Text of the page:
• Family history of substance use disorders
  • Physical or sexual abuse
  • Previous suicide attempts
  • Having family members or friends who have attempted suicide
  • Keeping a firearm in the home

Main Types of Depression

There are several types of depression which include:

Major depressive disorder (major depression) - depression symptoms that last most of the time for two or more weeks

Persistent depressive disorder - typically less severe symptoms of depression that last for much longer, usually at least two years

Depression with symptoms of psychosis - a severe form of depression with symptoms of psychosis such as delusions or hallucinations

Seasonal affective disorder - depressive symptoms which usually start in late fall or early winter and go away by spring or summer

Perinatal depression - major depression following pregnancy. It may also occur after the termination of a pregnancy

What is Transcranial Magnetic Stimulation (TMS) Therapy?

What is Transcranial Magnetic Stimulation (TMS) Therapy?

Brain stimulation therapies have been used to stimulate nerve cells since the early 20th Century when electroconvulsive therapy was popularized. Later, deep brain stimulators were created which worked by surgically implanting electrodes in the targeted brain area. While both methods are still used they may have adverse side effects and are invasive treatments.

Along came transcranial magnetic stimulation (TMS) with the first stable TMS device developed in 1985. This technique uses an electromagnetic coil placed above the head which is connected to a pulse generator. The pulse generator produces repetitive magnetic pulses which change the excitability of brain cells. Depending on the frequency of the pulse, brain cells can be made more or less excitable.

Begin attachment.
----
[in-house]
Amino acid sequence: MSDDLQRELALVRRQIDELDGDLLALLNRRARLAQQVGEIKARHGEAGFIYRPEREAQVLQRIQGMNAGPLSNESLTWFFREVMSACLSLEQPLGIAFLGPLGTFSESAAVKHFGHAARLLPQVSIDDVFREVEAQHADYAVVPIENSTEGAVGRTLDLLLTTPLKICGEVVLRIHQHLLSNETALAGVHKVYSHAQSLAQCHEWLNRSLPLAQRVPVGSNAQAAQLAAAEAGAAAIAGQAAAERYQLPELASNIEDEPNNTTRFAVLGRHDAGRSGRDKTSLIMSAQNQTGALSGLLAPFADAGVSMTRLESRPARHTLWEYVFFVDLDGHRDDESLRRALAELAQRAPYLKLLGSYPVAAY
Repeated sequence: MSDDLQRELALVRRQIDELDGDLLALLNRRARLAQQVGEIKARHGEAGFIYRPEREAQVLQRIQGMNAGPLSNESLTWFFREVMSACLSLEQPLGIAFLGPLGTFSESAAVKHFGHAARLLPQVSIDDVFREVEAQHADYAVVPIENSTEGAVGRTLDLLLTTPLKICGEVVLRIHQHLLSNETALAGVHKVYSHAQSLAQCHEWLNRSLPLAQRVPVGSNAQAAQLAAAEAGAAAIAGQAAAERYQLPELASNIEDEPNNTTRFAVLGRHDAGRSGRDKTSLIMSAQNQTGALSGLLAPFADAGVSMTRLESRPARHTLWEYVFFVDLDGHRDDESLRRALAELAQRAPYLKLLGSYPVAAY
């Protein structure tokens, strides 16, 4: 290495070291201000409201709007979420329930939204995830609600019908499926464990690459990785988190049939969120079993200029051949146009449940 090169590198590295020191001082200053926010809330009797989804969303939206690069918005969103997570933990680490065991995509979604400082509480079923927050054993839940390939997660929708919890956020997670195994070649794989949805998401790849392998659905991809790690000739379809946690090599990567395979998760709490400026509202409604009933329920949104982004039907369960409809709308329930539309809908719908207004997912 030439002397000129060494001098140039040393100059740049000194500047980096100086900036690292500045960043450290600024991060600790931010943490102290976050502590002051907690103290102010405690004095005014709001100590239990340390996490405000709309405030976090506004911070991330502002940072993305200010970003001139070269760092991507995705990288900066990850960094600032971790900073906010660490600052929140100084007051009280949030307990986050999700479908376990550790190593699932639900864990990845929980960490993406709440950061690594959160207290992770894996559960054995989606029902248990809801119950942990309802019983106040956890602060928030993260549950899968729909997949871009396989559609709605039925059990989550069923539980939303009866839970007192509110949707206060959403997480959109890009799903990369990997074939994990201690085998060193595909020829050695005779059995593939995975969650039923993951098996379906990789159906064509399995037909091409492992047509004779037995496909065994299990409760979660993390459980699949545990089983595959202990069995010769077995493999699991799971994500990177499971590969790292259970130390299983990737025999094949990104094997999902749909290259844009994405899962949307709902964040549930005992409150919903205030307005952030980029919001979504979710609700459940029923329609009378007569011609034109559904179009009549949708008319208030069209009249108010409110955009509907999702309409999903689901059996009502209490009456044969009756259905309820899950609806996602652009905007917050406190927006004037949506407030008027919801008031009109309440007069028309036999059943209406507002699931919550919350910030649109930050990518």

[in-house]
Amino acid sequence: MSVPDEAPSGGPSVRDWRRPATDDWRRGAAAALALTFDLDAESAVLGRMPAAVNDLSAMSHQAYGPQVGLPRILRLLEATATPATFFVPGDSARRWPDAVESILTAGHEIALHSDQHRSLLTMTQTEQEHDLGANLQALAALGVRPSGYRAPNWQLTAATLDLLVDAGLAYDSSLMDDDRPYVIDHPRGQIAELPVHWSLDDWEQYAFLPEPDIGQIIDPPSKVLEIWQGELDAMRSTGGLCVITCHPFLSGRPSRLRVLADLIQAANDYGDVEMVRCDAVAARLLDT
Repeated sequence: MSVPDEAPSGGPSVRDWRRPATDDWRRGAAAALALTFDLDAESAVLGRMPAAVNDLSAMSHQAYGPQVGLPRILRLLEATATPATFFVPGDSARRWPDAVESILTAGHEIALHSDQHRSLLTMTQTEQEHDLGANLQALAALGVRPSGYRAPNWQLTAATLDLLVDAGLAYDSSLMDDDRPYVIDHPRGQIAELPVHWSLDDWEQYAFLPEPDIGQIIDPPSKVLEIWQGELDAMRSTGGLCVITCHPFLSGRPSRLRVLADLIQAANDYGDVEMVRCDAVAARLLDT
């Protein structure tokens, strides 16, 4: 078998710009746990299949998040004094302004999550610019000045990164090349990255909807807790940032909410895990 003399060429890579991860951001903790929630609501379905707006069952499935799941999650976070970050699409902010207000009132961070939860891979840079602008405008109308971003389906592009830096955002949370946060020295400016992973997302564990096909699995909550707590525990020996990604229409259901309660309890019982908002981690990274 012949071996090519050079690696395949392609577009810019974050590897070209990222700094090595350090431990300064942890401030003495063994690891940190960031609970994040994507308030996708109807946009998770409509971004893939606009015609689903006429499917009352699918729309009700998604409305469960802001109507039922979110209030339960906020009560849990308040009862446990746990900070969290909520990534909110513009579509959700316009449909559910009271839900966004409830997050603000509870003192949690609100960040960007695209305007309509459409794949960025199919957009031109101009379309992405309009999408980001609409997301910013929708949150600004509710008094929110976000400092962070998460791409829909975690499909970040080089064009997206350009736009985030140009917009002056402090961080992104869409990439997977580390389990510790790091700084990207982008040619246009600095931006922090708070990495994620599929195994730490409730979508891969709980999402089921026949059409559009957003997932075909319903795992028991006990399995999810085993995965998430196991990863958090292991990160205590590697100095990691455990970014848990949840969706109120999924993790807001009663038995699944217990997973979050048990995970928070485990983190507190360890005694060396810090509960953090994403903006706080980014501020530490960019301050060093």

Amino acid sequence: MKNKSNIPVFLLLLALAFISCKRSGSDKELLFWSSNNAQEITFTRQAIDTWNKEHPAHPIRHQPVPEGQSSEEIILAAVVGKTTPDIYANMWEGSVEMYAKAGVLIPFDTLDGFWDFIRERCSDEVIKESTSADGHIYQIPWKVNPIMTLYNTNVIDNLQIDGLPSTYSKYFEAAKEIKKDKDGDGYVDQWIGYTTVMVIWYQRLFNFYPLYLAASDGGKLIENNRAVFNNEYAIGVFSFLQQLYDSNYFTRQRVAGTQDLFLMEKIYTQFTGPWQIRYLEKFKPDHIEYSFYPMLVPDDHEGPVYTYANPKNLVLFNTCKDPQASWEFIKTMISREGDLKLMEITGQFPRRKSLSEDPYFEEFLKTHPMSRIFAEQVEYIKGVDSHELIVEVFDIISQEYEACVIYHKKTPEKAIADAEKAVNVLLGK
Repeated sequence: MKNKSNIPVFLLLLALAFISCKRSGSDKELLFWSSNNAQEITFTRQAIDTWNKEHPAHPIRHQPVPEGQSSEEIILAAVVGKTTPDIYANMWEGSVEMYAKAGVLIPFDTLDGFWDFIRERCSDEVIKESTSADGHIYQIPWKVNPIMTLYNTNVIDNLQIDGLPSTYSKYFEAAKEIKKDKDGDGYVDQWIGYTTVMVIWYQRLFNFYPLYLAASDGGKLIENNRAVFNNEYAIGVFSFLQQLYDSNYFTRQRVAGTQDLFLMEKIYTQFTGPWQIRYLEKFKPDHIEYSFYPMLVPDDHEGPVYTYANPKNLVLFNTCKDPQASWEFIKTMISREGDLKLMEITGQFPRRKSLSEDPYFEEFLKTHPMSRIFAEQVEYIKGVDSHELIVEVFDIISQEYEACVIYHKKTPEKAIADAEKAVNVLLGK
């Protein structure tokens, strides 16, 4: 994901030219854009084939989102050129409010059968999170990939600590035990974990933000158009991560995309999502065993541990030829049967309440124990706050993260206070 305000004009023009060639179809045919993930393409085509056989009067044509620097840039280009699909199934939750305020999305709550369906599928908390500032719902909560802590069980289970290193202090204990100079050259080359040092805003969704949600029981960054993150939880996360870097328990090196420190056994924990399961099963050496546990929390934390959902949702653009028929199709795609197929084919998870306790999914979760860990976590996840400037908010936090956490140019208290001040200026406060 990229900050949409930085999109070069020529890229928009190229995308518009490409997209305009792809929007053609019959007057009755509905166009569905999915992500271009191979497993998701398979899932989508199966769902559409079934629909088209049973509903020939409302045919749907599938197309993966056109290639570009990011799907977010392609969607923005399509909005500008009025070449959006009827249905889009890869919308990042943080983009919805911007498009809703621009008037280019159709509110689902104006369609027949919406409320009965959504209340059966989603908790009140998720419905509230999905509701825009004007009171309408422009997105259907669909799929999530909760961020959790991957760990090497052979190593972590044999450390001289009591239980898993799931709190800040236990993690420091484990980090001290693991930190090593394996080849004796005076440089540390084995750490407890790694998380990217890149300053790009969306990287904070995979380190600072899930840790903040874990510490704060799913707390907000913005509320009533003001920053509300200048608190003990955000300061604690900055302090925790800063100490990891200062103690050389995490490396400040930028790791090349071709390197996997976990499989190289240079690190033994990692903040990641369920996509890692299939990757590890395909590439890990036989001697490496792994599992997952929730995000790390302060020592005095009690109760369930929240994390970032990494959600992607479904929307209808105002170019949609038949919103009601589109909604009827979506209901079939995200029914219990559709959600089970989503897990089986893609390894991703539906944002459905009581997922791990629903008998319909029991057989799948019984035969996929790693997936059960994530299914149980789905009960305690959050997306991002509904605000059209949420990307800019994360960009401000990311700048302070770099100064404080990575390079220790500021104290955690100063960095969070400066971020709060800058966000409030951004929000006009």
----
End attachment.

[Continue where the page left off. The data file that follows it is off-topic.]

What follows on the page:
This method is a painless and non-invasive treatment. Finally, the FDA approved TMS therapy for the treatment of depression in 2008. TMS has also shown promise for the treatment of other disorders such as post-traumatic stress disorder and eating disorders.

How Does TMS Therapy Help Depression?

TMS treatment is typically used to treat treatment-resistant depression, which is when other treatments such as therapy and antidepressants have not worked. When TMS is used for depression, the magnetic coil is placed above the part of the brain involved in mood control, the dorsolateral prefrontal cortex (DLPFC). The idea is to increase neuronal excitation in parts of the brain which have decreased activity in depression. Stimulation of the left DLPFC has been shown to reduce depression symptoms.

How Many Sessions Do I Need?

The number of sessions needed to treat your depression will depend on personal factors, your disorder, and the severity of your symptoms. Typically, you will receive five sessions per week for four to six weeks. This is technically known as repetitive transcranial magnetic stimulation (repetitive TMS or rTMS) since it involves multiple TMS sessions, however, the term is often used interchangeably with TMS.

Some people will find that they do not need further TMS treatment after one set of treatment sessions. Others may benefit from another set after a period of remission. Unlike many medications, repetitive transcranial magnetic stimulation therapy does not lead to tolerance the more you use it. If your depressive symptoms return after some time and you get a second set of treatments you are likely to respond just as well the second time as the first. It is important to keep going to sessions even if your symptoms improve before the end of the treatment period. This will ensure that you gain the greatest benefit.

While most treatment programs will include five sessions per week, this is not necessarily needed. A study from 2012 found that having just three TMS sessions per week did not reduce the outcomes for major depression when compared to those who have five sessions a week. However, depressive symptoms did improve faster for those with more frequent sessions.